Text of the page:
Ursuline, Girard ready for matchup
It might be a stretch of the cliche to say these teams don’t like each other.
That’s not to say the Girard Indians and Youngstown Ursuline Fighting Irish basketball teams will be like bosom buddies when they face off tonight at 7 p.m. in the final of the Division III district at Howland High School.
“This is going to be a rivalry game,” Irish coach Keith Gunther said. “We have kids from Girard that go to Ursuline. It’s not a heated rivalry. Our kids want to win and they want to win. I can tell people that they better get there early.”
Indians coach Craig Hannon has sensed the rivalry in his two years as coach. Adding to the flavor was the transfer of junior Deonte Brown from Ursuline this school year.
“Everyone wants to beat Ursuline and (Youngstown Cardinal) Mooney because there are kids that live in Girard that go to Ursuline,” Hannon said. “That’s natural. There are some built-in things that will be fun, and I’m excited. I think coach Gunther would agree with that.
“We scrimmaged with them and our kids play in the summer with their kids. We know each other pretty well.”
The second-seeded Irish (16-8) advanced to the final with a 74-44 win over Newton Falls. The third-seeded Indians (20-3) downed the top-seeded LaBrae Vikings, 64-53.
Ursuline’s performance in the semifinals was marked by an uncanny display of 3-point shooting. The Irish were 10-of-17 in the first half and 12-of-24 for the game. Junior guard Mark Hughes led the way with five 3-pointers in scoring 30 points.
Gunther can’t count on a similar showing against the Indians, but he enters every game expecting something positive from the perimeter game.
“We hadn’t shot that well in the last four games, but we have shot it well,” Gunther said. “If we can continue to shoot it like that, it opens things up for us. Everyone plays off us because we’re good at getting to the basket. With us, you pick your poison. Our motto is if teams are backing up and the guards are open, let it go.”
Girard showed that it can withstand an outstanding performance by a big-time player in the win over LaBrae. Vikings star senior Peyton Aldridge finished with 30 points, but many came as he tried to will the Vikings back from a large second-half deficit.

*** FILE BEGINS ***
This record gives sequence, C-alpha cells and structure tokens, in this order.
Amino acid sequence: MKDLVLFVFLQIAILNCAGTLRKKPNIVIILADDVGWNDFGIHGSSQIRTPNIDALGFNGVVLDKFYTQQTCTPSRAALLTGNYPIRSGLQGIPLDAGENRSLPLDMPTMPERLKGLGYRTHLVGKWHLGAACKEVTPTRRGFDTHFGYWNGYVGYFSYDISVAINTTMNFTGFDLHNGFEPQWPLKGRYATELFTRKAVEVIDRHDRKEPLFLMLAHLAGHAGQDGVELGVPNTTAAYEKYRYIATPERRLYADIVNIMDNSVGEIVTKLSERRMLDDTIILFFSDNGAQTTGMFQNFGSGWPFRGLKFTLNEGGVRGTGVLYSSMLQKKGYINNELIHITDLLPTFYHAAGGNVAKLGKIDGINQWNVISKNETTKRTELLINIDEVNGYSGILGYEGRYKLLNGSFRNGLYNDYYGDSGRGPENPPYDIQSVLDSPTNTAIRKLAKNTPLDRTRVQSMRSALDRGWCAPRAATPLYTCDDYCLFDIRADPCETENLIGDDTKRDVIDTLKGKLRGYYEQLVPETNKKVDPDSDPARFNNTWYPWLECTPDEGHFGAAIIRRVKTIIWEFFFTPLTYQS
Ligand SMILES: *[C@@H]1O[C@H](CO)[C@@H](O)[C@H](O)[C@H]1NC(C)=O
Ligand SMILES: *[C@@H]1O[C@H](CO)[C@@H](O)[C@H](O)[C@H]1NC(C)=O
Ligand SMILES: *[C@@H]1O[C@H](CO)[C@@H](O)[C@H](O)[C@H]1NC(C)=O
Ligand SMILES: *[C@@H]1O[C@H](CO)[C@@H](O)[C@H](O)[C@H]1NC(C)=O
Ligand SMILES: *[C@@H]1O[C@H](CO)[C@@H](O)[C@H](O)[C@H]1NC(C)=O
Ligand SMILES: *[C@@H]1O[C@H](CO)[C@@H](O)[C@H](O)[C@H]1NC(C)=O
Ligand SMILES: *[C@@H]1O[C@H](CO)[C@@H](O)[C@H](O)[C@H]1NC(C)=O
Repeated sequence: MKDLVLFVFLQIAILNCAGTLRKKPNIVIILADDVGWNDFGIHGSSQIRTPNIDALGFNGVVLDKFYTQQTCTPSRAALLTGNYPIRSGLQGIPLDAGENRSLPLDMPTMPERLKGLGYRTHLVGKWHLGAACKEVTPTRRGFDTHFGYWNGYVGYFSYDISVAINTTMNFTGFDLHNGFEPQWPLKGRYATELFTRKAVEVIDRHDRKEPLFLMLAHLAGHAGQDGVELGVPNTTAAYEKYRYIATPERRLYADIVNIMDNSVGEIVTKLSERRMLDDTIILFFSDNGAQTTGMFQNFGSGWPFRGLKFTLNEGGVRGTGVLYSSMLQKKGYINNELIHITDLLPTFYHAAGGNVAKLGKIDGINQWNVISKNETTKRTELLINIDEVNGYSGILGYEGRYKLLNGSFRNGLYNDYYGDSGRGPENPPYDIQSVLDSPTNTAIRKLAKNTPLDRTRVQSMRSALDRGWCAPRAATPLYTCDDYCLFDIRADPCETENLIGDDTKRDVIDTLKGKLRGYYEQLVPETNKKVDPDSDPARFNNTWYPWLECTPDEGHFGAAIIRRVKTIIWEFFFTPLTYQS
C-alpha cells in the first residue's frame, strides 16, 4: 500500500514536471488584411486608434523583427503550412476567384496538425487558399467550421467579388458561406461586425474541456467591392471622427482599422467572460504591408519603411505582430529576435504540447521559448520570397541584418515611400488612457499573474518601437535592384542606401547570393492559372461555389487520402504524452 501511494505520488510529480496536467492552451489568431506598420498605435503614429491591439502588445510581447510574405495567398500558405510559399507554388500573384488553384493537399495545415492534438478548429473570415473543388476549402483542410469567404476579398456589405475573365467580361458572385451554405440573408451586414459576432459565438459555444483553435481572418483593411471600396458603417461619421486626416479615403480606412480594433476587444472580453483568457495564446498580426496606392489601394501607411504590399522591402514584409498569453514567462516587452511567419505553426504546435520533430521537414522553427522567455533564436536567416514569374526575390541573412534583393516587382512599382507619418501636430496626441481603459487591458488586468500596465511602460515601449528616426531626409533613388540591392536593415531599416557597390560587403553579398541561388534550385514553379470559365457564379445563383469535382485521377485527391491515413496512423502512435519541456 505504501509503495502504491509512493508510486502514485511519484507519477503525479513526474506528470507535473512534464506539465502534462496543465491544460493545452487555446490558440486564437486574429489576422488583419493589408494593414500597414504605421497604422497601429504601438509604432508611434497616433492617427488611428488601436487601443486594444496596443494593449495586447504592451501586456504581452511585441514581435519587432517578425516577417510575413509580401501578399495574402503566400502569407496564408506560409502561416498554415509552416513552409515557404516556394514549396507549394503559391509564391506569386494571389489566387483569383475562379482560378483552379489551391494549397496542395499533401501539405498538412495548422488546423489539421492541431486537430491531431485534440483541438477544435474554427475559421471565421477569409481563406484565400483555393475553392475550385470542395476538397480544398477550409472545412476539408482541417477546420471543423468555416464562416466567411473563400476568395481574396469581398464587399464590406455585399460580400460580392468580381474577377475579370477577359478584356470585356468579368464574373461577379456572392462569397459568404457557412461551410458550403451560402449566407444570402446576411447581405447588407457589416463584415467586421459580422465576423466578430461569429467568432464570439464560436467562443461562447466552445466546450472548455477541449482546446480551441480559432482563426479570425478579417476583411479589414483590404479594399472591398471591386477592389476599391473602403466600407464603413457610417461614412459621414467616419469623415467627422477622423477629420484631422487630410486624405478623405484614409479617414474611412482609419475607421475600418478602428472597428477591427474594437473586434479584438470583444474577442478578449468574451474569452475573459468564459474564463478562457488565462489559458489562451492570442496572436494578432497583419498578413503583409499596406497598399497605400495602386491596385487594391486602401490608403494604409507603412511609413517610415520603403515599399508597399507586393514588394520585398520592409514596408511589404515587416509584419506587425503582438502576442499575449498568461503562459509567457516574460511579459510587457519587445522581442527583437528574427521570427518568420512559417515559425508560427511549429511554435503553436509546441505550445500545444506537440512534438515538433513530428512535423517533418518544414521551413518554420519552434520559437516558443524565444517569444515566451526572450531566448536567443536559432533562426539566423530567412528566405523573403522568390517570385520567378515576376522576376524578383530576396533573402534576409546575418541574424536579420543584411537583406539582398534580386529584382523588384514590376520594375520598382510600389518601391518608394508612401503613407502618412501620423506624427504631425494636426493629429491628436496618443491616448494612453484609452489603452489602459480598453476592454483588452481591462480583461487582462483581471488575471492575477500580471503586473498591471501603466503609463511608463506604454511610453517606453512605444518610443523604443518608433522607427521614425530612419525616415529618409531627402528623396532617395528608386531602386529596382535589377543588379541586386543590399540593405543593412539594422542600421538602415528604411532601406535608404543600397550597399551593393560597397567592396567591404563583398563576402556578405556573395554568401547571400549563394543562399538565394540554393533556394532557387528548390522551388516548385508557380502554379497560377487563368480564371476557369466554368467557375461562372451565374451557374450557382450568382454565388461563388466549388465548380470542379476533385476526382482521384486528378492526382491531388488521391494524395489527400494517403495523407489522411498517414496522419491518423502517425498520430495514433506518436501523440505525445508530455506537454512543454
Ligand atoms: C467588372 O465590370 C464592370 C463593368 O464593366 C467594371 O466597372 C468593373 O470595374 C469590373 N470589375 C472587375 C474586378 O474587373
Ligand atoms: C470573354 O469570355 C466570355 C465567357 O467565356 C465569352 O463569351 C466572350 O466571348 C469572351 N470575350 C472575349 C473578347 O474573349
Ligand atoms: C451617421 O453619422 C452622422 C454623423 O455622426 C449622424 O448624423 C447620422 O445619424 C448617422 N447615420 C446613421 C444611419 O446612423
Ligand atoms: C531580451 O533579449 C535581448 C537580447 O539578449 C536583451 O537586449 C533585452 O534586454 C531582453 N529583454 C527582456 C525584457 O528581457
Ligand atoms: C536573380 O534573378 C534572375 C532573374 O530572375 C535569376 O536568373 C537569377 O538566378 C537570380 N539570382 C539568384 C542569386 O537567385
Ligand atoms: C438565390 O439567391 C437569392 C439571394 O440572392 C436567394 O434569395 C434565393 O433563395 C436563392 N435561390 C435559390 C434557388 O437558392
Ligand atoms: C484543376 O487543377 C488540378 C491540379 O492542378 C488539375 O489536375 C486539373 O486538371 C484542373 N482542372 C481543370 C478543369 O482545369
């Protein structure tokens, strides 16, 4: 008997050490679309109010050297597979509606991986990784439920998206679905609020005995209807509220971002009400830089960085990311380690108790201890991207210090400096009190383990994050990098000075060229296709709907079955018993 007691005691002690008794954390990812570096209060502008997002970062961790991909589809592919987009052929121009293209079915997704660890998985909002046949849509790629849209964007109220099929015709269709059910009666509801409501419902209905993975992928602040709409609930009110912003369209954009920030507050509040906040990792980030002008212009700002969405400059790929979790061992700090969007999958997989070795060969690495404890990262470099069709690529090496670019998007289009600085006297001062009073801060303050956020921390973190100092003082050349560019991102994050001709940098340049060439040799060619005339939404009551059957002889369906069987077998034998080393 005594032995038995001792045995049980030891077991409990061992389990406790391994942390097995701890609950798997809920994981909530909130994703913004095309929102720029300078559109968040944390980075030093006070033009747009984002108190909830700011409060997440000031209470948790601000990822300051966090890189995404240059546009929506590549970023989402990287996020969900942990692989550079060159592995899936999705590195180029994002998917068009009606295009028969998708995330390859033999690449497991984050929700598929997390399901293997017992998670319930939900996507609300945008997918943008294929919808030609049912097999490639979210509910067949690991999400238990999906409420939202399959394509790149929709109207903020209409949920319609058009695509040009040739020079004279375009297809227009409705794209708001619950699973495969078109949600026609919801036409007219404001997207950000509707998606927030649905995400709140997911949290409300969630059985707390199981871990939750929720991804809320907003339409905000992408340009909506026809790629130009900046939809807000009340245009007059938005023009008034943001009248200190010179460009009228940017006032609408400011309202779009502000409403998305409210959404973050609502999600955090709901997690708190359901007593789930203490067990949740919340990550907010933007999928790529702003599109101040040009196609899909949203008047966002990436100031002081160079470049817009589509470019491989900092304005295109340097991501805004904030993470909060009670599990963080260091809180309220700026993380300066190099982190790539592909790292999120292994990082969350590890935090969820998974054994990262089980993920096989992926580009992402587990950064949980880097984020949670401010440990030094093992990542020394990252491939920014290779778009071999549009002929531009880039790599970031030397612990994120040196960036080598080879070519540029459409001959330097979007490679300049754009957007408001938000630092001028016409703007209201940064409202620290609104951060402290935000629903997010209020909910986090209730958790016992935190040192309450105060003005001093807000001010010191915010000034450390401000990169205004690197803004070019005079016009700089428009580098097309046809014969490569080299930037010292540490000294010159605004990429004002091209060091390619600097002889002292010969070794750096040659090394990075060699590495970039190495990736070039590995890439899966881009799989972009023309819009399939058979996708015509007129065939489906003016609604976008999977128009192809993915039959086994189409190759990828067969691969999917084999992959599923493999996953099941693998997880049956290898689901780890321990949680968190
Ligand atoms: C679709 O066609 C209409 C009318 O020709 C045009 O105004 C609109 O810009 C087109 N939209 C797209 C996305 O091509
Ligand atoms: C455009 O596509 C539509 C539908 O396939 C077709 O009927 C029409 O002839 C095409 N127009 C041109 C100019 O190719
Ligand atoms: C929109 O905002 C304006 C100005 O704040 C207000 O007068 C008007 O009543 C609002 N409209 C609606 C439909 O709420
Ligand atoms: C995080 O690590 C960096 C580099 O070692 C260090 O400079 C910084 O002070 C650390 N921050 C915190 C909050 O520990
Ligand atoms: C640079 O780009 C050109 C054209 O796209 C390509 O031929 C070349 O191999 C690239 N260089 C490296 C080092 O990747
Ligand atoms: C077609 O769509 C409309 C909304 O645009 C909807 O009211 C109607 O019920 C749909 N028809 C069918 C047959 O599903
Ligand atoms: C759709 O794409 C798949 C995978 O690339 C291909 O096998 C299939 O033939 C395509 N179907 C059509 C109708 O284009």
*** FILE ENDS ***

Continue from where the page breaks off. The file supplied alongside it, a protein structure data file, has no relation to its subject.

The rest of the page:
“He (Hughes) is a hidden gem,” Hannon said. “Not a lot of people knew about him during the year. Because we scrimmaged them, we knew about him. He’s super-talented. He’s long and athletic. He looks like a basketball player. He’s definitely someone that impresses. He jumps off the screen when you watch him.”
As in most games at the more advanced stages of the tournaments, what happens in the first quarter will tell a big part of the story. A team can get scorching hot – the Irish on Tuesday being an example – or it can struggle to find the bottom of the net, which was the case when LaBrae scored just two first-quarter points against Girard.
The team that’s best able to control its nerves will have a head start on a good game.
“I try to tell the guys to don’t be shocked when we walk out and see a bunch of people wanting to watch it,” Hannon said. “I think we’ve done a pretty good job of that for the most part. Our kids have responded well early, and I’m hoping for the same. We’re a veteran group. We have a number of seniors and juniors that have been around. We’ll lean on that experience.”
Hannon might still be pinching himself as he goes for his first district title as a coach.
“I’m really lucky to have come to a place to coach such good players and good kids,” Hannon said. “A lot of people could have started at far worse places than I have.”
Winning district titles is fairly routine for Gunther, who has three of them in six previous final appearances in what is now his 10th season at the Irish helm. Ursuline last won the crown in 2011, which in Gunther’s math means it’s time to add another one.
“We’re hungry,” Gunther said. “The funny thing is out of every class I’ve had we had a district title. That’s what I’d like to do with this group.”
Adding to the mix is that it’s a confrontation with an opponent that, for all intents and purposes, is a backyard rival.